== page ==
I'm sure if I hadn't been struggling so hard, nothing would have happened. I think I may have de-oxiginated my blood after all that time wearing restrictions. So, if u plan to go out dancing all nite in your corset, that mite NOT be a GOOD IDEA!
    U can't keep doing the same things over and over and expect to enjoy life to the max. When u try new things, even if they r out of your comfort zone, u may experience new excitement and growth that u never expected.

    Challenge yourself and pursue your passions! When your life clock runs out, you'll have few or NO REGRETS!

  16. #16
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    Quote Originally Posted by Stephanie47 View Post
    I've seen pictures of overly compressed waists,
    Anna Held, the wife of Florenz Ziegfeld was one such woman known for her "wasp" waist. There are stories of women dying from the effects of too tight corsets.
    http://www.angelfire.com/biz/halycon/wspwst.html
    and this one will certainly give pause
    http://helablog.com/2012/02/the-girl...he-wasp-waist/
    this girl has a 20.5 in waist, just 5 inches bigger than a CD!!!!!

  17. #17
    Silver Member DebbieL's Avatar
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    There was an NCIS episode where a civil war re-enactor died because he wore the corset too tight.
    1001 ways to die had a feature where the person had been corset trained, but ate too much and tried to "lace it away".

    In both cases, the corset was laced too tight, causing the diaphram to press into the lungs and even press against the heart, then because circulation and lung capacity were limited, the heart began to race, eventually blowing out because it couldn't get enough oxygenated blood to the brain.

  18. #18
    Diamond Member Persephone's Avatar
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    I am a huge fan of tightly-laced corsets and waist training. Back in the 1970's/80's I was the co-chair, along with Marcia Staylace, of the Annual Lacing Table, a discussion of corsetry and Victorian dress that we held every year for over a decade in San Francisco.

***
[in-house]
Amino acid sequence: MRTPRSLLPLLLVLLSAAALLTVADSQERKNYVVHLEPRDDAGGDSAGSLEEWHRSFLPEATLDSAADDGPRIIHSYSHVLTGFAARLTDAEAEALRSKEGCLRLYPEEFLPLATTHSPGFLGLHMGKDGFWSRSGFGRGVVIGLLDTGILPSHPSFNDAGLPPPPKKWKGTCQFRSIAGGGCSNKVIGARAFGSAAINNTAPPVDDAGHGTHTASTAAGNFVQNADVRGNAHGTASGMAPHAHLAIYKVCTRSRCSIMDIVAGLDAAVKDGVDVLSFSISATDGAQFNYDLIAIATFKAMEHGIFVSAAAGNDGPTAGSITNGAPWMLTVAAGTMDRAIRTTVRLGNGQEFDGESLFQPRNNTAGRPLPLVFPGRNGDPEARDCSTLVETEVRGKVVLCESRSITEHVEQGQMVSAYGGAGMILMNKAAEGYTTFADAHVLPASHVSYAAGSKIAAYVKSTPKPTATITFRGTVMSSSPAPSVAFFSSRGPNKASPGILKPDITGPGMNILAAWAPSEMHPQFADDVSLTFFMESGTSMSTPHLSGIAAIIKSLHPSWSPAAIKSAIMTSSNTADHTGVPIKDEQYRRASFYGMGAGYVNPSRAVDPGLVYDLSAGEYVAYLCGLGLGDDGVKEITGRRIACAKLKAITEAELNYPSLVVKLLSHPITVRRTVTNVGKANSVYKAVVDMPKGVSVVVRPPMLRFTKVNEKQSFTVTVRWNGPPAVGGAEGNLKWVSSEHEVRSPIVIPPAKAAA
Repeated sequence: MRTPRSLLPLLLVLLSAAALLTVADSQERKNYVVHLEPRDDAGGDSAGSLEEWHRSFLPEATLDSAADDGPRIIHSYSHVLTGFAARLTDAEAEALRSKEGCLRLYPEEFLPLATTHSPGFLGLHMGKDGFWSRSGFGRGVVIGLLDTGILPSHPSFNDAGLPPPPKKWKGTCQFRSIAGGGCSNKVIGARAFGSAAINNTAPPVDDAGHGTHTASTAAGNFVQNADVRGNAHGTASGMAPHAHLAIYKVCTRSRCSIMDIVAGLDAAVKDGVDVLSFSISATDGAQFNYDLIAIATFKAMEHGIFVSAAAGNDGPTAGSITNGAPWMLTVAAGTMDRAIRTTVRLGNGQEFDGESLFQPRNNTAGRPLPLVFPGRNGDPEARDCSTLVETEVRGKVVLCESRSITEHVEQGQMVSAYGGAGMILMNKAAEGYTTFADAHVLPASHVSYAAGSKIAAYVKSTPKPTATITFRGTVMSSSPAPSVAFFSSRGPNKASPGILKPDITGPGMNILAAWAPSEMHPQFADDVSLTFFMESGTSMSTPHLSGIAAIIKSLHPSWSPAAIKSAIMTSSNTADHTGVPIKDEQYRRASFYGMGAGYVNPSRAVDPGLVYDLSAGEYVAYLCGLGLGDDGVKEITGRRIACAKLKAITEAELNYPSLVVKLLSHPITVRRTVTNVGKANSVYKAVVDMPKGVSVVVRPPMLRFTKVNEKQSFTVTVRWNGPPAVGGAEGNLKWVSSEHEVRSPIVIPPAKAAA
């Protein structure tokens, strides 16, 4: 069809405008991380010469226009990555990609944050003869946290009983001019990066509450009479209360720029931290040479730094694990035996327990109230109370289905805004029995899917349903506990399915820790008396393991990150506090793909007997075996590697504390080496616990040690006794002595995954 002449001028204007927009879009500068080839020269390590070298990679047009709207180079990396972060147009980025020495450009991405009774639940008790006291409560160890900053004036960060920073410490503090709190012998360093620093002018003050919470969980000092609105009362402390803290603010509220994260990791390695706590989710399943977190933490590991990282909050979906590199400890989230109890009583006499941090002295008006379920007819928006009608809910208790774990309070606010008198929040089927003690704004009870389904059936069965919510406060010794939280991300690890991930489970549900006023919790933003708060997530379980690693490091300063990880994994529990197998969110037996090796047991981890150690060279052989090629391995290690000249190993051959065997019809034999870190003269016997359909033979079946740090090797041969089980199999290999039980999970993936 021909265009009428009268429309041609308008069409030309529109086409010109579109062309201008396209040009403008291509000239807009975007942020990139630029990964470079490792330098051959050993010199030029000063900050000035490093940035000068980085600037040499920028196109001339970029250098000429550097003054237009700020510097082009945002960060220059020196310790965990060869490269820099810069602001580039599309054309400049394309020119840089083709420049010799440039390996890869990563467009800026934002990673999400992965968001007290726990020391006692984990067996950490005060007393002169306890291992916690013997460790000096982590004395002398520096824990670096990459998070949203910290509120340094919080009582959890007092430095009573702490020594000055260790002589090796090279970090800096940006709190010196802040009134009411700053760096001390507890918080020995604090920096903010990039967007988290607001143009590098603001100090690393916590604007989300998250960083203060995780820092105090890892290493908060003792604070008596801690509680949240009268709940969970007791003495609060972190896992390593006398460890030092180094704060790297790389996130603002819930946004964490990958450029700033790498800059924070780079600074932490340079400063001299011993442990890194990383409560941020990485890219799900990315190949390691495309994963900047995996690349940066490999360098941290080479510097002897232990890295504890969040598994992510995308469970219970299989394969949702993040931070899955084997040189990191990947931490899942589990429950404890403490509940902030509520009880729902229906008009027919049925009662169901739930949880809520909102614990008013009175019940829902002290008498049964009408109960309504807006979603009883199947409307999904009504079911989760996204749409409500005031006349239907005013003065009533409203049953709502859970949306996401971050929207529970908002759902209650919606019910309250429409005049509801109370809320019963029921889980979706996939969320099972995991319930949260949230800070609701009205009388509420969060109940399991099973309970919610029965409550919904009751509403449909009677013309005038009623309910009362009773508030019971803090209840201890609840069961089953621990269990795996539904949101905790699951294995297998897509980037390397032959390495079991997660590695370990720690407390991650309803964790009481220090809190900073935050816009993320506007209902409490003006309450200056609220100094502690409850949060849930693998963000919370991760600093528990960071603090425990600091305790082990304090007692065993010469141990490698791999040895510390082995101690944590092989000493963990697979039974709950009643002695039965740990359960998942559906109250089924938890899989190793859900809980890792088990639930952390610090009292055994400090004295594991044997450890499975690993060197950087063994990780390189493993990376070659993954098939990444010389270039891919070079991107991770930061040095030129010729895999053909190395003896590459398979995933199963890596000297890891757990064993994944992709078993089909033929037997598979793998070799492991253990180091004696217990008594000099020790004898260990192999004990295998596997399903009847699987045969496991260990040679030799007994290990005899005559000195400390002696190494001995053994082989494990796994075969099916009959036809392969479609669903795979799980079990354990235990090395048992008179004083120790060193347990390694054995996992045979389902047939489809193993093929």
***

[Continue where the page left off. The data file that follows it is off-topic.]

I was also, along with Marcia, the co-publisher of the first modern reprint of W. B. Lord's 1868 book "The Corset and The Crinoline." We tracked down a rare original edition and painstakingly photocopied it, subsequently producing complete reprints that were eagerly snapped up by collectors and fans of tight lacing. And, of course, to remain true to the original publication we only worked on it when we were tightly laced! (Years later it has been made available in a Dover Press edition).

    I believe that lacing down about 4" to 5" (10 to 12.5 cm) should not prove harmful to a normally healthy person and that many people can safely lace a good deal tighter than that. It would appear that many Victorian and Edwardian women did precisely that.

    However, I used to tight lace, sometimes to an extreme, on a "hobbyist" basis, that is, I would go through periods where I would not lace regularly and then would suddenly lace down as tightly as possible, sometimes as much as 8" (20 cm) or more, and I believe that such sudden extreme tight lacing may have been a cause, if not the cause, of my lifelong hiatal hernia. A hiatal hernia occurs when a portion of your stomach is pushed up through your diaphragm. Not good.

    So while waist training and lacing down 4" to 5" should be safe for the ordinary individual I would encourage you not to go from 0 to 60, lacing down suddenly to an extreme as it may have significant consequences.

    Have fun and enjoy the experience!

    Hugs,
    Persephone.
    Last edited by Persephone; 02-09-2012 at 03:27 AM.